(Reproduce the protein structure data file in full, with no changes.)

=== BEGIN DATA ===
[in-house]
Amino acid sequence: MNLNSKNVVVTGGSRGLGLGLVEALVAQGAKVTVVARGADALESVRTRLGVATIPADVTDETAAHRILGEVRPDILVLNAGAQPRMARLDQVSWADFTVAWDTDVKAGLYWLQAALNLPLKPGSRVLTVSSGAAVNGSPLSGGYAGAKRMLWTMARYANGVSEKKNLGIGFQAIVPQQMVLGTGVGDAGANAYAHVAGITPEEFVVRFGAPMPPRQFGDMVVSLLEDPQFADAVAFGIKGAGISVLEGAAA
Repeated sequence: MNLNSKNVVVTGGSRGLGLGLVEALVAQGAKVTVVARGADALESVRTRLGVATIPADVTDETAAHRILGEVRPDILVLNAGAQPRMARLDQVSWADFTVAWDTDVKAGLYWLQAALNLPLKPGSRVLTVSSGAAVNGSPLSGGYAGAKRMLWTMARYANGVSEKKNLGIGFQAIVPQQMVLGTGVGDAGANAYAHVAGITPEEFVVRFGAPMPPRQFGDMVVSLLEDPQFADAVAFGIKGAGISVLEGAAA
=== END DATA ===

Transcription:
[in-house]
Amino acid sequence: MNLNSKNVVVTGGSRGLGLGLVEALVAQGAKVTVVARGADALESVRTRLGVATIPADVTDETAAHRILGEVRPDILVLNAGAQPRMARLDQVSWADFTVAWDTDVKAGLYWLQAALNLPLKPGSRVLTVSSGAAVNGSPLSGGYAGAKRMLWTMARYANGVSEKKNLGIGFQAIVPQQMVLGTGVGDAGANAYAHVAGITPEEFVVRFGAPMPPRQFGDMVVSLLEDPQFADAVAFGIKGAGISVLEGAAA
Repeated sequence: MNLNSKNVVVTGGSRGLGLGLVEALVAQGAKVTVVARGADALESVRTRLGVATIPADVTDETAAHRILGEVRPDILVLNAGAQPRMARLDQVSWADFTVAWDTDVKAGLYWLQAALNLPLKPGSRVLTVSSGAAVNGSPLSGGYAGAKRMLWTMARYANGVSEKKNLGIGFQAIVPQQMVLGTGVGDAGANAYAHVAGITPEEFVVRFGAPMPPRQFGDMVVSLLEDPQFADAVAFGIKGAGISVLEGAAA